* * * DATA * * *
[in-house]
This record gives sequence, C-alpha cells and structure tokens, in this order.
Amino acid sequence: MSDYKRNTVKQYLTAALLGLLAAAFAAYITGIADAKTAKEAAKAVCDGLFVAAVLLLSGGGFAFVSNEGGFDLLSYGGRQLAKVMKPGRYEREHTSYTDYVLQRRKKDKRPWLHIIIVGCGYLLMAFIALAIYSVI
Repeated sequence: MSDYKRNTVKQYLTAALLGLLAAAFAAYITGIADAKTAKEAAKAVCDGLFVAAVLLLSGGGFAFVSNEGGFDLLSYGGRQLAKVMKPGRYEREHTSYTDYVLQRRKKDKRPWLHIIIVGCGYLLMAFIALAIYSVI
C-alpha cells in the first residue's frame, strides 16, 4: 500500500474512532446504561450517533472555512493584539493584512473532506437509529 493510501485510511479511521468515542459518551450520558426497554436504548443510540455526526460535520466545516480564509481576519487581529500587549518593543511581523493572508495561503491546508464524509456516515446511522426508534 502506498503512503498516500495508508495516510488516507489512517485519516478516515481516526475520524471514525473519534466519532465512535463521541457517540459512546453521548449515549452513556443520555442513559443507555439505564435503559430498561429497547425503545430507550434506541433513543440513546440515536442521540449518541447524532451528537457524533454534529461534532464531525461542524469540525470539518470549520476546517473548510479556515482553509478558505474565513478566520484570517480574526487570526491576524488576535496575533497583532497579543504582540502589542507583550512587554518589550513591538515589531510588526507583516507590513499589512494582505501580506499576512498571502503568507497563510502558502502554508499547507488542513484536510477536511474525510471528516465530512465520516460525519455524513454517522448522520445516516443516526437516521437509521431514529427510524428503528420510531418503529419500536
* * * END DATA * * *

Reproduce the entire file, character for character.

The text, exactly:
[in-house]
This record gives sequence, C-alpha cells and structure tokens, in this order.
Amino acid sequence: MSDYKRNTVKQYLTAALLGLLAAAFAAYITGIADAKTAKEAAKAVCDGLFVAAVLLLSGGGFAFVSNEGGFDLLSYGGRQLAKVMKPGRYEREHTSYTDYVLQRRKKDKRPWLHIIIVGCGYLLMAFIALAIYSVI
Repeated sequence: MSDYKRNTVKQYLTAALLGLLAAAFAAYITGIADAKTAKEAAKAVCDGLFVAAVLLLSGGGFAFVSNEGGFDLLSYGGRQLAKVMKPGRYEREHTSYTDYVLQRRKKDKRPWLHIIIVGCGYLLMAFIALAIYSVI
C-alpha cells in the first residue's frame, strides 16, 4: 500500500474512532446504561450517533472555512493584539493584512473532506437509529 493510501485510511479511521468515542459518551450520558426497554436504548443510540455526526460535520466545516480564509481576519487581529500587549518593543511581523493572508495561503491546508464524509456516515446511522426508534 502506498503512503498516500495508508495516510488516507489512517485519516478516515481516526475520524471514525473519534466519532465512535463521541457517540459512546453521548449515549452513556443520555442513559443507555439505564435503559430498561429497547425503545430507550434506541433513543440513546440515536442521540449518541447524532451528537457524533454534529461534532464531525461542524469540525470539518470549520476546517473548510479556515482553509478558505474565513478566520484570517480574526487570526491576524488576535496575533497583532497579543504582540502589542507583550512587554518589550513591538515589531510588526507583516507590513499589512494582505501580506499576512498571502503568507497563510502558502502554508499547507488542513484536510477536511474525510471528516465530512465520516460525519455524513454517522448522520445516516443516526437516521437509521431514529427510524428503528420510531418503529419500536